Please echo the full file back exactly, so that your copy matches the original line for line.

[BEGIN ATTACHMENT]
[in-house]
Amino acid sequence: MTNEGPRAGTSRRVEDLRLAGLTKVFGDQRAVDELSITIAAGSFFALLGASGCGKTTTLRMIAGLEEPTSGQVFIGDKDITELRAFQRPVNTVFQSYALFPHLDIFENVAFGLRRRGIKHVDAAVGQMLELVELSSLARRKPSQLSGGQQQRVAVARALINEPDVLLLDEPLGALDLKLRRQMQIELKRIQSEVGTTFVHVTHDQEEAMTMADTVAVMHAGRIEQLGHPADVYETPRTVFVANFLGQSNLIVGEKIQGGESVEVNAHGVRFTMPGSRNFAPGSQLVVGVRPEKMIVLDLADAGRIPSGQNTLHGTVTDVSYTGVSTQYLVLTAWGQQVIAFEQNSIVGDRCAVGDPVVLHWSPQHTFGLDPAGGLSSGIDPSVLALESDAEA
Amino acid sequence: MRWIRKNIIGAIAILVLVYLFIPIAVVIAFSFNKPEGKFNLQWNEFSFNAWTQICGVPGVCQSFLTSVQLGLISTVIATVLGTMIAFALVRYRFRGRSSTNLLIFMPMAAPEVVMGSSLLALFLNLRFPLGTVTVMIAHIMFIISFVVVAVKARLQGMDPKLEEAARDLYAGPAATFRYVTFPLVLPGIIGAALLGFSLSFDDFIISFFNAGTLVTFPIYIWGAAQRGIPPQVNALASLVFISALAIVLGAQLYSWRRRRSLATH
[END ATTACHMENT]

[in-house]
Amino acid sequence: MTNEGPRAGTSRRVEDLRLAGLTKVFGDQRAVDELSITIAAGSFFALLGASGCGKTTTLRMIAGLEEPTSGQVFIGDKDITELRAFQRPVNTVFQSYALFPHLDIFENVAFGLRRRGIKHVDAAVGQMLELVELSSLARRKPSQLSGGQQQRVAVARALINEPDVLLLDEPLGALDLKLRRQMQIELKRIQSEVGTTFVHVTHDQEEAMTMADTVAVMHAGRIEQLGHPADVYETPRTVFVANFLGQSNLIVGEKIQGGESVEVNAHGVRFTMPGSRNFAPGSQLVVGVRPEKMIVLDLADAGRIPSGQNTLHGTVTDVSYTGVSTQYLVLTAWGQQVIAFEQNSIVGDRCAVGDPVVLHWSPQHTFGLDPAGGLSSGIDPSVLALESDAEA
Amino acid sequence: MRWIRKNIIGAIAILVLVYLFIPIAVVIAFSFNKPEGKFNLQWNEFSFNAWTQICGVPGVCQSFLTSVQLGLISTVIATVLGTMIAFALVRYRFRGRSSTNLLIFMPMAAPEVVMGSSLLALFLNLRFPLGTVTVMIAHIMFIISFVVVAVKARLQGMDPKLEEAARDLYAGPAATFRYVTFPLVLPGIIGAALLGFSLSFDDFIISFFNAGTLVTFPIYIWGAAQRGIPPQVNALASLVFISALAIVLGAQLYSWRRRRSLATH